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UV/AOP A Key Part of the Groundwater Replenishment System

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Abstract:

In 1933 the Orange County Water District (OCWD) was formed in Fountain Valley, California to maintain the quality and quantity of Orange County's groundwater basin. Orange County's groundwater basin (the Basin) currently provides potable water for over 2.3 million residents of North and Central Orange County. The Basin's primary water supply is obtained from the Santa Ana River, which is recharged into the Basin. Supplemental sources are imported from the Colorado River and State Water Project via the Metropolitan Water District (MWD). To address the issue of seawater intrusion, in 1976 OCWD began recycling Orange County Sanitation District (OCSD) wastewater and injecting it along the Talbert Gap via a series of injection wells to form a hydraulic barrier. The treatment facility was known as Water Factory 21 (WF–21) and was the first municipal scale wastewater reclamation plant to use membrane technology (in the form of reverse osmosis).

The Groundwater Replenishment System (GWRS) was developed and is an indirect potable reuse project that produces 70 mgd with an ultimate capacity of 130 mgd for groundwater recharge and groundwater basin protection from seawater intrusion. The heart of the GWRS is the 70 mgd Advanced Water Purification Facility (AWPF) treatment plant. The GWRS is the largest indirect potable reuse project in the United States and one of the largest in the world. The GWRS has been in service since January 2008.

The AWPF treats secondary effluent, currently discharged by OCSD into the ocean, using microfiltration (MF), reverse osmosis (RO), and advanced oxidation (ultraviolet light treatment with hydrogen peroxide). As an indirect potable reuse project the California Department of Public Health (CDPH) requires stringent product water quality, especially in regards to total nitrogen and total organic carbon. CDPH requirements call for total nitrogen of less than 5 mg/L and total organic carbon of less than 0.5 mg/L. These stringent standards drive the treatment facility toward the use of advanced membrane technology. The AWPF product water is equally distributed to the seawater intrusion barrier and recharge basins.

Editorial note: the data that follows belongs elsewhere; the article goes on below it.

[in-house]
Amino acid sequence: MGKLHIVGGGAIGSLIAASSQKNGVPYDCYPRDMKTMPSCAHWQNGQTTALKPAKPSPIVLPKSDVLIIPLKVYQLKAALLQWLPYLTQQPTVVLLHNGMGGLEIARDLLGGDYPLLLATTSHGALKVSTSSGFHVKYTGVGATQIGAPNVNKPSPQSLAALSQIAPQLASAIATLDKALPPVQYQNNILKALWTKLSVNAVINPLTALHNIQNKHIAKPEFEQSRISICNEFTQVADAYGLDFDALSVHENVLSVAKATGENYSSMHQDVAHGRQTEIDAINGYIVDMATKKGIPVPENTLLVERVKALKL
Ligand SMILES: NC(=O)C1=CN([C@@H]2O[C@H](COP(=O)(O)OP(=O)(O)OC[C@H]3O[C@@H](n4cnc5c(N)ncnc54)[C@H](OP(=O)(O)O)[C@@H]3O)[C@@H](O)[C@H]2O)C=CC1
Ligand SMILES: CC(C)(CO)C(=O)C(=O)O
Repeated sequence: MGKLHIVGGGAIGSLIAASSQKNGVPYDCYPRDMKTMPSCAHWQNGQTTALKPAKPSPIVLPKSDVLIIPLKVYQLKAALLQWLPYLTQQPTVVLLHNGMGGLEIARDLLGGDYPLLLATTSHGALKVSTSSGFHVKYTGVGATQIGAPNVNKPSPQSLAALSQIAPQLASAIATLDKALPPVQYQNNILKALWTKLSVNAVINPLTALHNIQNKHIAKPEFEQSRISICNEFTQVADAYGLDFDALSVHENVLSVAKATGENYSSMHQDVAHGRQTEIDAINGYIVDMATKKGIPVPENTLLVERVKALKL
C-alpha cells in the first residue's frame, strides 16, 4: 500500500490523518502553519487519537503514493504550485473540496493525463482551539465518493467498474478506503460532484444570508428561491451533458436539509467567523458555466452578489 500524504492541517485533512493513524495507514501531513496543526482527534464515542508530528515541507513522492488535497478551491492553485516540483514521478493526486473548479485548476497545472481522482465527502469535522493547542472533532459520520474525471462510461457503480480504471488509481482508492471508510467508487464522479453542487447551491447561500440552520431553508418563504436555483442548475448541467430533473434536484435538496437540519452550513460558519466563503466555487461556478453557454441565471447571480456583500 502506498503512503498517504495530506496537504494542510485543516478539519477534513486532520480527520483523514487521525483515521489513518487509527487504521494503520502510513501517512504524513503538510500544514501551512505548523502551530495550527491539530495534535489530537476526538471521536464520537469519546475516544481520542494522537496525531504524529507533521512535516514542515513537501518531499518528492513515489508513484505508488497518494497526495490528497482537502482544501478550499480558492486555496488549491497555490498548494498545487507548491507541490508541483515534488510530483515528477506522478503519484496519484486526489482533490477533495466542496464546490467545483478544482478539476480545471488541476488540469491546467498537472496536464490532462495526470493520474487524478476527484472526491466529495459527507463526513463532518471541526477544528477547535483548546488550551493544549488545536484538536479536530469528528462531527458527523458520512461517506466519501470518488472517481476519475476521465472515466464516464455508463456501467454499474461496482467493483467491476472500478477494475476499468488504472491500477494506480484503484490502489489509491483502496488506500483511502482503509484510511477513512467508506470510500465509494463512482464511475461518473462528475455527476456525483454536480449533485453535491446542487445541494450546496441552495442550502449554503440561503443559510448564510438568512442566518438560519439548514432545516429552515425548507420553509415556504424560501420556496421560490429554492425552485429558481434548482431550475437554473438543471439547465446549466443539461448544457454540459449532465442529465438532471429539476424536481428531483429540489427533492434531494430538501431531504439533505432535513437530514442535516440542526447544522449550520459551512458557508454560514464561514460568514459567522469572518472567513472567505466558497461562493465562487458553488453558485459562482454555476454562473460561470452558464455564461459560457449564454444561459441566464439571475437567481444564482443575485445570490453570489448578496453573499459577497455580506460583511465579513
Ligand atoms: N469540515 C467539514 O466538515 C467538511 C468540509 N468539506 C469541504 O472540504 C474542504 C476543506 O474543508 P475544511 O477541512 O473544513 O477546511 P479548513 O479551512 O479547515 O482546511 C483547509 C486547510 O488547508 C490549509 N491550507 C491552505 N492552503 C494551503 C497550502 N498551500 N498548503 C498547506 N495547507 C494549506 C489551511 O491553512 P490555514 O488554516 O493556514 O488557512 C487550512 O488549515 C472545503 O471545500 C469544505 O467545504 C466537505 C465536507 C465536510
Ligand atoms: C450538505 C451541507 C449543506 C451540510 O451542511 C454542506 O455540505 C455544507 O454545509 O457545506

The advanced oxidation process (AOP) is a key component of the treatment process due to the presence of N-nitrosodimethylamine or NDMA in the feed water to the AWPF. NDMA is a regulated contaminant in the State of California and the AWPF must meet an effluent limit of 10 parts per trillion. The AOP system is designed have a 1.2 log removal of NDMA and a 0.5 log removal of 1,4 dioxane. In addition, the AOP serves as a additional treatment barrier against any other low molecular weight organics that pass through the RO process. The OCWD AOP system is the largest of its kind in the world and as such there are many unique operational issues that have been encountered. This paper will attempt to detail OCWD's experience with their AOP system to serves as a guide to other agencies contemplating the use of this technology.

Keywords: 1,4 Dioxane; Advanced Oxidation; Aquifer; Groundwater; Hydrogen Peroxide; Microfiltration; NDMA; Photolysis; Reverse Osmosis; Ultraviolet Light

Document Type: Research Article

DOI: http://dx.doi.org/10.2175/193864711802721686

Publication date: January 1, 2011

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  • Proceedings of the Water Environment Federation is an archive of papers published in the proceedings of the annual Water Environment Federation® Technical Exhibition and Conference (WEFTEC® ) and specialty conferences held since the year 2000. These proceedings are not peer reviewed.

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